of sorts, but it is not anything professional and few people instinctively
know how to best explain such a thing to a small child.”
And in many cases, as you mentioned, they are most likely too ashamed to
talk about it?
“Yes, that happens. We found in many cases that they did not tell the
child what happened. They said - mummy left. Or mummy doesn’t want to
live with us anymore. The do not tell them the truth because they do not
want to hurt the child or they think the child is too small to
Obviously this is an uphill task. You’ve been working on it since 2007
–what would you say is your biggest achievement to date and, in an ideal
world, how would you like to see things work?
“We would like for some other organization to join us in trying to help
these kids. And we would be very happy to see a change of the respective
law because as we said 3 hours is not enough. And also the environment –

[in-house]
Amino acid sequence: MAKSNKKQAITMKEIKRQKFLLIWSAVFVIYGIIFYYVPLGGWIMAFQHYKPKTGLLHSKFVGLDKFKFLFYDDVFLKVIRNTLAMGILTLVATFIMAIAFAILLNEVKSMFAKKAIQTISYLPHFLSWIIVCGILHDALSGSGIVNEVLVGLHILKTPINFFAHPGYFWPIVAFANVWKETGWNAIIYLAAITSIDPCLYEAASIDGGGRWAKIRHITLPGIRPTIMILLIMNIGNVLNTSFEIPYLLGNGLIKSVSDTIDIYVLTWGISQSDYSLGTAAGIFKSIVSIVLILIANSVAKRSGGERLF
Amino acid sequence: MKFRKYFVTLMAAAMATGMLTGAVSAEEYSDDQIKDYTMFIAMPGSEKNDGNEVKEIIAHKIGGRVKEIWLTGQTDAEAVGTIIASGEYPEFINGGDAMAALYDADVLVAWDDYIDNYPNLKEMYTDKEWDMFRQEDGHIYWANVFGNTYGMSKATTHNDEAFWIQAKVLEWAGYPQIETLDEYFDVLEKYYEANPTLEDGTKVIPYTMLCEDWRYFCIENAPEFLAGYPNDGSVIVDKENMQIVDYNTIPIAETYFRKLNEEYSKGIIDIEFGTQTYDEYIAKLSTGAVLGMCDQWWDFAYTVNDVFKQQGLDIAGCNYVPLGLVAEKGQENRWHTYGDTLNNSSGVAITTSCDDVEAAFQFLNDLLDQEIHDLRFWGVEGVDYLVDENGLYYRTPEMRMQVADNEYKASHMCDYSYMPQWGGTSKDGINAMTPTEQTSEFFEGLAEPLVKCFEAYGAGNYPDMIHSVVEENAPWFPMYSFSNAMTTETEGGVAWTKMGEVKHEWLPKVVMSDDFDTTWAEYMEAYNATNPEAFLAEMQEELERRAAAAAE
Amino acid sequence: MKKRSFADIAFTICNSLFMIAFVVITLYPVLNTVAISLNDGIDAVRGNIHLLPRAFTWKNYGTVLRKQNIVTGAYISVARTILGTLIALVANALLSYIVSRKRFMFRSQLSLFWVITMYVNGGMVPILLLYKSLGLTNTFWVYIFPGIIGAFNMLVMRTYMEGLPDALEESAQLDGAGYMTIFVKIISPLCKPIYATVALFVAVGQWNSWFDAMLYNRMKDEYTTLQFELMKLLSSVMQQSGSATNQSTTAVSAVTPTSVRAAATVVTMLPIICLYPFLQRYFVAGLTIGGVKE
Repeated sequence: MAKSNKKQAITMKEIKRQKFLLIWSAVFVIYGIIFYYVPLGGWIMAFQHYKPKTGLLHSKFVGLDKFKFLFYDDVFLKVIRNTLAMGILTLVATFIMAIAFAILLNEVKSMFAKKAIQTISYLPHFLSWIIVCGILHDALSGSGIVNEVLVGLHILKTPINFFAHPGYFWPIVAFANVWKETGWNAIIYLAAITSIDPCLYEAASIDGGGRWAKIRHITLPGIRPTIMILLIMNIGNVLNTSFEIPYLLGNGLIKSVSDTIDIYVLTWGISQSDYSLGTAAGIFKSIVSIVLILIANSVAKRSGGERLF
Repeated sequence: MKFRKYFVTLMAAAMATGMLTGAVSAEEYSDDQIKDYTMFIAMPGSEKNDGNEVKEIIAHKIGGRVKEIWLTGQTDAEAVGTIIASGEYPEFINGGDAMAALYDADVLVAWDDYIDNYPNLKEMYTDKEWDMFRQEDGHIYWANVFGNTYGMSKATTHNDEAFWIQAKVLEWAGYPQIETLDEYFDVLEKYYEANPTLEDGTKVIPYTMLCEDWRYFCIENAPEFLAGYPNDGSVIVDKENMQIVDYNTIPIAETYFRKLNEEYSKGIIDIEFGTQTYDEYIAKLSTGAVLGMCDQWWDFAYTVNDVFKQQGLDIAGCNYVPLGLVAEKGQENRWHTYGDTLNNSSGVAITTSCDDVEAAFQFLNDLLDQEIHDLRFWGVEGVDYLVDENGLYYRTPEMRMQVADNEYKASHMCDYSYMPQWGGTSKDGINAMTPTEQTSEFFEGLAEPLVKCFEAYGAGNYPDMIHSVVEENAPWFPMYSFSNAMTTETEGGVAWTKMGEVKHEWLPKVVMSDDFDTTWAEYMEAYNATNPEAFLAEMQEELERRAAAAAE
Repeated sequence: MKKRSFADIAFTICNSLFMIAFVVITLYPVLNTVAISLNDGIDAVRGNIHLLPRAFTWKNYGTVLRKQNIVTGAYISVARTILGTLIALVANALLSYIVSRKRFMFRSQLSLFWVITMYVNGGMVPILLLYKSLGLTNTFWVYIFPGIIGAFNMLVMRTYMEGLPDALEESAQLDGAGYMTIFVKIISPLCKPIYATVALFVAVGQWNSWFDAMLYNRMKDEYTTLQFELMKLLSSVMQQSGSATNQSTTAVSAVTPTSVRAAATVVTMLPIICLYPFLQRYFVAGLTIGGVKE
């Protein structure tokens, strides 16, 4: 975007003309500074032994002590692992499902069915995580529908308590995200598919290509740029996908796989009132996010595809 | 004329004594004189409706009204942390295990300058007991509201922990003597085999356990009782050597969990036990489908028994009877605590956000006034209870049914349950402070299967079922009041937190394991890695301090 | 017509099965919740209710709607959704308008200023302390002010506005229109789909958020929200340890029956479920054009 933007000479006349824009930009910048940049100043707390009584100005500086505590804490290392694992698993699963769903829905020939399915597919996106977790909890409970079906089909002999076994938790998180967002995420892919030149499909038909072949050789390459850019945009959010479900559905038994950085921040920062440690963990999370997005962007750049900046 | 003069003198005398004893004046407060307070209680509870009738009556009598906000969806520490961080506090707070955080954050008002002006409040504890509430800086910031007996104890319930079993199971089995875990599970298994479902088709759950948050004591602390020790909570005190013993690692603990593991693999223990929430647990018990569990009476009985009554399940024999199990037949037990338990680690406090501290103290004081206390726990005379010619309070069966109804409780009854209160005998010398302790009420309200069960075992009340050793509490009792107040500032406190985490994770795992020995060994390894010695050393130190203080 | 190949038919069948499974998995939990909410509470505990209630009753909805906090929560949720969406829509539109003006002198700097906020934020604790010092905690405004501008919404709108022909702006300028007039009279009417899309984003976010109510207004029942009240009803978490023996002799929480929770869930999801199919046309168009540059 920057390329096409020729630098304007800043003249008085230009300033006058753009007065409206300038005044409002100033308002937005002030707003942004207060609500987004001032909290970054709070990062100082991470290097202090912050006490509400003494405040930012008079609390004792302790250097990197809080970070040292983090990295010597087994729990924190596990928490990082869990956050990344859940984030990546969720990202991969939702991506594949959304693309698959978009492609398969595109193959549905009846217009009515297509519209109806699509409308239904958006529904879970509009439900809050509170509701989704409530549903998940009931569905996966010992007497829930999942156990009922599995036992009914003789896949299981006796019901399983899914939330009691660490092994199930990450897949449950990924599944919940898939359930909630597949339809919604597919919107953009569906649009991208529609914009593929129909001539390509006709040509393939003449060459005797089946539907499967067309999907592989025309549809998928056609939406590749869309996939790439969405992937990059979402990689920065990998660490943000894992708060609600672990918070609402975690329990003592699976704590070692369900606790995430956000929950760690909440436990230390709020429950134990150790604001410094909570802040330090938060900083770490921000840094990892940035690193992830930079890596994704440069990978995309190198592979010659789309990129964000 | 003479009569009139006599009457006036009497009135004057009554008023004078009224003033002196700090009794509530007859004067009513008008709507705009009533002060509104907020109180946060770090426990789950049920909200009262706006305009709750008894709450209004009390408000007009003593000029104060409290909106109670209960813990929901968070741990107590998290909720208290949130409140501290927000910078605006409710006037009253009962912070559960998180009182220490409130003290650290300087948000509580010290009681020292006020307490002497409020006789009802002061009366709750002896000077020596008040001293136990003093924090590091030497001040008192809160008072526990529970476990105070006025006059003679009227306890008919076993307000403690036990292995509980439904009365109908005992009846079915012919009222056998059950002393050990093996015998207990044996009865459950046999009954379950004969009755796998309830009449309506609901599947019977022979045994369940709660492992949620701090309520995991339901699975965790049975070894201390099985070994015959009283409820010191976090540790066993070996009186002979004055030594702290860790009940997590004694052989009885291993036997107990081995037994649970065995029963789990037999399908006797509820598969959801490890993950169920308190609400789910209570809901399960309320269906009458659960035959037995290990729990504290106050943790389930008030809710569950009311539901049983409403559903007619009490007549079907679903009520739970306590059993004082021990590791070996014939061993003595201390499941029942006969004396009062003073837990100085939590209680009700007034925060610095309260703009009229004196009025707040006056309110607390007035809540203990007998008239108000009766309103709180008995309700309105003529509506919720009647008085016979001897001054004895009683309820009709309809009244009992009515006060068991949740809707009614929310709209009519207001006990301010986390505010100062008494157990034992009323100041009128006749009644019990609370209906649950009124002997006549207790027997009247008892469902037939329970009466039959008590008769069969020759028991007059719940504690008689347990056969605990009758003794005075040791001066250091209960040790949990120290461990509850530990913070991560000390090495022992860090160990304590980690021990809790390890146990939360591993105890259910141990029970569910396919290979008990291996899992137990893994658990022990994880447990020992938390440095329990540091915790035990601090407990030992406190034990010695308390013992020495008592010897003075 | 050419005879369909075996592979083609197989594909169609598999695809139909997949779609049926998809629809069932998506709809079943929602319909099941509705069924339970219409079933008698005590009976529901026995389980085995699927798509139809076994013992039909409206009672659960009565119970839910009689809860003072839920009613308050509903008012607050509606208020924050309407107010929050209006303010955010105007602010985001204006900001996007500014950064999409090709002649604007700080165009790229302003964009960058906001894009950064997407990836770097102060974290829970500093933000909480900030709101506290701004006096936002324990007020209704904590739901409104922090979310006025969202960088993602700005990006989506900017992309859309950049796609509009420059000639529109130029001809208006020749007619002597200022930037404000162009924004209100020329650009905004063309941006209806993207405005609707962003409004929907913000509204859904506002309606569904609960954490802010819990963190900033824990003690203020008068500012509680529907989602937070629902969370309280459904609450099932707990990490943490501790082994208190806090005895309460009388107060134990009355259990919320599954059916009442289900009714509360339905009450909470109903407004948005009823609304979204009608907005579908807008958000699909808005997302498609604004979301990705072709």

we would like to educate prison employees and prisoners about how to behave
under such circumstances because sometimes there are uncomfortable
situations for the kids.”
So your biggest achievement to date is providing as many children as
possible with the opportunity to see their parents – to the 3 hours they
are entitled to?
“Yes, but it also depends on how much money we have. If we have enough
money we can provide a lot of visits, but they are very expensive. Getting
five kids to visit their mothers in prison costs around 20 thousand crowns
and of course transport is one of the biggest expenditures – as chance
would have it the kids are usually at the other end of the country from the
respective prison. So we would welcome if that could change as well– if
they could put prisoners with children closer to their family.“